Bladder cancer

Filippo De Braud, Massimo Maffezzini, Vito Vitale, Paolo Bruzzi, Gemma Gatta, William F. Hendry, Cora N. Sternberg

Research output: Contribution to journalArticlepeer-review


Bladder cancer is the second most frequent tumour of the urogenital tract. Tobacco smoke has been shown to increase the risk of bladder cancer two- to fivefold as well as the exposure to metabolites of aniline dyes and other aromatic amines. Seventy-five per cent of bladder cancers are superficial at initial presentation, limited to the mucosa, submucosa, or lamina propria. Recurrence rates after initial treatment are 50-80%, with progression to muscle-invading tumour in 10-25%. In muscle-invading bladder cancers, there is a 50% risk of distant metastases. Surgery is the mainstay of standard treatment both in the form of transurethral endoscopic resection, mainly for superficial disease, and in the form of open ablative surgery with urinary diversion for muscle invasive disease. Endovesical administration of BCG has been employed after endoscopic resection as the most effective agent for both prophylaxis of disease recurrence and progression from superficial to invasive disease. The accepted treatment for muscle infiltrative disease is radical cystectomy. Response rates to combination chemotherapy regimens of up to 70% in patients with advanced metastatic disease have led to an investigation of its use for locally invasive disease in combination with conventional modalities of treatment.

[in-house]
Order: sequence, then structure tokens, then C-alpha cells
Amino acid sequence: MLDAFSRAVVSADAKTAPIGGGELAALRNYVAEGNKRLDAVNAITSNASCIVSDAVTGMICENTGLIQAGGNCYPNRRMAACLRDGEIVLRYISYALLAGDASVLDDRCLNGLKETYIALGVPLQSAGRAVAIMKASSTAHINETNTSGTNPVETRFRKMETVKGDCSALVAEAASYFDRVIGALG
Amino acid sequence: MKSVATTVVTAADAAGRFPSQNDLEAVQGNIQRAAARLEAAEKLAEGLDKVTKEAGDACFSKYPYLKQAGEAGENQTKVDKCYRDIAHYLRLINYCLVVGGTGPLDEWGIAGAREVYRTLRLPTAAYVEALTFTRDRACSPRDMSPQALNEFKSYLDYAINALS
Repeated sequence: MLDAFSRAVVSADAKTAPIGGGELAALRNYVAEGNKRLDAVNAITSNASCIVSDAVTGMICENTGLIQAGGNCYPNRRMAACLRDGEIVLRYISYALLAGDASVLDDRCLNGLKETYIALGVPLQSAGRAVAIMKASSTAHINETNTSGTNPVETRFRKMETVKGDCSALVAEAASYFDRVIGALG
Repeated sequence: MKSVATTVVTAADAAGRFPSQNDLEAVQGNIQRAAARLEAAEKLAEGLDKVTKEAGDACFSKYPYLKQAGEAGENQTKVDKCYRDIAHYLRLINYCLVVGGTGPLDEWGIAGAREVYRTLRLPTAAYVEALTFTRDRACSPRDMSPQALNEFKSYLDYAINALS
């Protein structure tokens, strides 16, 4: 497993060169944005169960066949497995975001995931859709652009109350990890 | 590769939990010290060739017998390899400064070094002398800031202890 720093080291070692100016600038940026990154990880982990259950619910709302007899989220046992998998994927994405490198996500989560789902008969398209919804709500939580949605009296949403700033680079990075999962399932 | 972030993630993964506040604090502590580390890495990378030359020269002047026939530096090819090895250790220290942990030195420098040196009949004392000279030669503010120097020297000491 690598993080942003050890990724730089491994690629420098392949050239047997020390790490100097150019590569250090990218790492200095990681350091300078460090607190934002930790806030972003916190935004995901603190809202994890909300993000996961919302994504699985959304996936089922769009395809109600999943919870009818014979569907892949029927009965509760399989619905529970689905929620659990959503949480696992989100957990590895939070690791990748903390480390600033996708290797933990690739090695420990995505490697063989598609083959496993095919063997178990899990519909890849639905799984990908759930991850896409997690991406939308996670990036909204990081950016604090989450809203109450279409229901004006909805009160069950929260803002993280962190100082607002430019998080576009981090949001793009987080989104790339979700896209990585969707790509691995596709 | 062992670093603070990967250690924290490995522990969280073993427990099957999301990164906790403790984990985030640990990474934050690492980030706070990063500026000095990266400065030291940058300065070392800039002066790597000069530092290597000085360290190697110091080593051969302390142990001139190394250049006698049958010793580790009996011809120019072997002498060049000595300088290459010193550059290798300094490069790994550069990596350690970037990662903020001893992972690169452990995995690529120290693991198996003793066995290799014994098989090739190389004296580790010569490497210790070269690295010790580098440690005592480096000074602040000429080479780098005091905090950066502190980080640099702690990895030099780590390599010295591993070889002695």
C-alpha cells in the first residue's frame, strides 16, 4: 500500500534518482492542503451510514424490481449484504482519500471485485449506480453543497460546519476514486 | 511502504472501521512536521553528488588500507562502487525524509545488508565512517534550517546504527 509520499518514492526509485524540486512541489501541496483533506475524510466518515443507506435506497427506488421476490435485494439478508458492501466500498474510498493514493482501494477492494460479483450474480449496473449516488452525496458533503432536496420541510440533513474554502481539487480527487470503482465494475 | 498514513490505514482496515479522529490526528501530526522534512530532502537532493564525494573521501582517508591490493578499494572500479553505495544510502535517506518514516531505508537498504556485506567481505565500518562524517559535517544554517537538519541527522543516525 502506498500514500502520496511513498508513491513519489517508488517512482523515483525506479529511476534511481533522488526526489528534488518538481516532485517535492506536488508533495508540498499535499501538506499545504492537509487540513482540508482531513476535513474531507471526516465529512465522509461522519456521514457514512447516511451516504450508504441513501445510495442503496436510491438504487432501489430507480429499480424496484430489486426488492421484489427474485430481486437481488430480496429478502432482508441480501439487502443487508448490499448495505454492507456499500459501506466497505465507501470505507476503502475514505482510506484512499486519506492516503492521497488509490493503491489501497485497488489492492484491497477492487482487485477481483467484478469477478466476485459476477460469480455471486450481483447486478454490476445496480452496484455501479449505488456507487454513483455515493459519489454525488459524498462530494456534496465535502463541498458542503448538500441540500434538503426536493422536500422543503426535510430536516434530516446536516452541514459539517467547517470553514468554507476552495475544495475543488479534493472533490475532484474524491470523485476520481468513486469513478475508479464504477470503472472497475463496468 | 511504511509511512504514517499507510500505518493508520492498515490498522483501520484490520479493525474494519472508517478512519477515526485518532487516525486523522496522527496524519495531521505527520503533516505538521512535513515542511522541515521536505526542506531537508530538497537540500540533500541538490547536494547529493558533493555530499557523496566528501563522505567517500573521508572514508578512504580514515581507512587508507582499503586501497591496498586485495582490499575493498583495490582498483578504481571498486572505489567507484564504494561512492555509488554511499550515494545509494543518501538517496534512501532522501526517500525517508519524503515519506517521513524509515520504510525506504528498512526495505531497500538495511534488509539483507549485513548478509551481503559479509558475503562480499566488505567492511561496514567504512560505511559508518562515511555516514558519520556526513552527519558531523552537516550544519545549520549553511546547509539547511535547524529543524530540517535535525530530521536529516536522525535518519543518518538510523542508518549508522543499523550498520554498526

Original languageEnglish
Pages (from-to)89-106
Number of pages18
JournalCritical Reviews in Oncology/Hematology
Issue number1
Publication statusPublished - 2002


  • Bladder cancer
  • Carcinogens
  • Urogenital tract

ASJC Scopus subject areas

  • Cancer Research
  • Hematology
  • Oncology


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